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Mutations of Drosophila - Lab Report Example

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In the paper “Mutations of Drosophila” the author analyzes drosophila, the common fruit fly as a model organism for genetic studies. Benefits involved in studying drosophila were that it is easily cultured in the labs, it has shorter generation time, and it can as well produce several offspring. …
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Mutations of Drosophila
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"Mutations of Drosophila"

Download file to see previous pages Life cycle of drosophila, from the egg stage to adult stage lasts for ten days at room temperature. Eggs are laid and hatched into first instars larvae. The larvae feed voraciously on the culture medium provided, and undergo several instars stages and finally the third instars larvae crawls up the sides of the bottle away from the culture medium. At this stage they stop and their larval cuticle hardens to form a dark brown pupa. Metamorphosis then takes place during this pupal stage, and larvae tissues disintegrate and restructure to form an adult fly within the pupal case. Adult fly thereafter emerge from the pupal case immediately the metamorphosis stage is completed. Wings then expand and dry up, the abdomen becomes curved while the body color becomes darker.
Distinctions between male drosophila from female drosophila
i. The male drosophila has a small, densely packed tuft of bristles called sex comb on the first pair of appendages, and a fringe of black bristle on the forelegs
ii. Tips of the abdomen are elongated and somehow pointed in female drosophila and more rounded in male drosophila.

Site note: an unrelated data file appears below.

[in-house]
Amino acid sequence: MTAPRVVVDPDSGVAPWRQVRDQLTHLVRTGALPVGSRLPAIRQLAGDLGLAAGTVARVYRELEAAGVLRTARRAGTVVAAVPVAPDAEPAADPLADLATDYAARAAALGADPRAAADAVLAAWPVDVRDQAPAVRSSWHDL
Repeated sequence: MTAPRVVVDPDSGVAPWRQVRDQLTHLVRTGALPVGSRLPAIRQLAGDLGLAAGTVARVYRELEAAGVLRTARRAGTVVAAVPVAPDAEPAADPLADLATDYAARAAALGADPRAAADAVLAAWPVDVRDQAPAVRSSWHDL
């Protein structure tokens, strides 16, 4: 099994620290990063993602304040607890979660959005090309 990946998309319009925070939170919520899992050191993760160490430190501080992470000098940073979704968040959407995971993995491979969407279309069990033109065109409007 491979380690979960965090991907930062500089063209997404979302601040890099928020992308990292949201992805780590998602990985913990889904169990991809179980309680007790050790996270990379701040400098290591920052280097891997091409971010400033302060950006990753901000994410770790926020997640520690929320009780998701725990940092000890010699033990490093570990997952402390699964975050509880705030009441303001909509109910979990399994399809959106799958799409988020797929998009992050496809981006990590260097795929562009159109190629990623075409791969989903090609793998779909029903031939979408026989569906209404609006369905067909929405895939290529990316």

iii. Abdomen of the female drosophila has many segments (7 in number), as compared to male drosophila with only five (5) segments.
In this case study, the normal fly was categorized as a wild type while the other type of fly exhibiting a phenotypic mutation was categorized as mutants. Mutants were given names that denoted the type of mutation the fly exhibits. For instance, the mutant ebony had a much darker body than the wild type fly. Construction of a chromosome map in Drosophila A chromosome map was constructed form three breeding results using testcrosses that involved flies heterozygous at more than one locus, and taking into account the frequencies of crossover between the loci. Three loci on the second chromosome, an auto some, was chosen to for this experiment for the effect of body color, wing size, and eye color. Each locus had a wild type and mutant allele whose traits were as listed on the table below: Characteristic Chromosome Genes Body Color X Y = yellow body W= white eye V = vermilion (bright orange-red eye) M = miniature wings (wings go only to tip of abdomen) B = bar eyes (Semi-dominant in female) narrow eye plus some double x-chromosomes mutants Wing shape 2 Ap = apterous (wingless) Dp = bumpy wings Vg = vestigial wings Bw = brown eye (dark red eye) Eye Color 3 Se = sepia eye (dark red eye) E = ebony body (dark body) Cross 1 Punnett square F1s CnBw Cnbw cnBw cnbw CnBw CnCn, BwBw CnCn, Bwbw Cncn, BwBw Cncn, Bwbw Cnbw CnCn, Bwbw CnCn, bwbw Cncn, BwBw Cncn, bwbw cnBw Cncn, BwBw Cncn, Bwbw cncn, BwBw cncn, Bwbw cnbw Cncn, Bwbw Cncn, bwbw cncn, Bwbw cncn, bwbw From the table above, a di-hybrid cross of each of the F1 parents produced four different gamete types contributing to 16 (4x4) possible offspring combinations. Because of the two different traits shown in the table above, there is complete dominance and separate independent of each other, and the expected genotypic and phenotypic rations from this analysis calculated is to be 9:3:3:1. It was examined that the inheritance of eyes color and wing shape by crossing two pure breeding straits of Drosophila melanogastern. Phenotypes of the progeny are as shown below: Phenotypes Number of progeny Males Females Total Brown eyes 46 29 75 Red eyes 29 10 39 Orange eyes 18 7 25 139 Cross 2 DpX^wm DpX^wm dpX^wm dpX^wm DpX^wm DpDp,X^wmX^wm DpDp,X^wmX^wm Dpdp,X^wmX^wm Dpdp,X^wmX^wm DpY DpDp, X^wmY DpDp,X^wmY Dpdp, X^wmY Dpdp, X^wmY dpX^wm Dpdp,X^wmX^wm Dpdp,X^wmX^wm dpdp, X^wmX^wm dpdp,X^wmX^wm dpY Dpdp, X^wmY Dpdp ...Download file to see next pagesRead More
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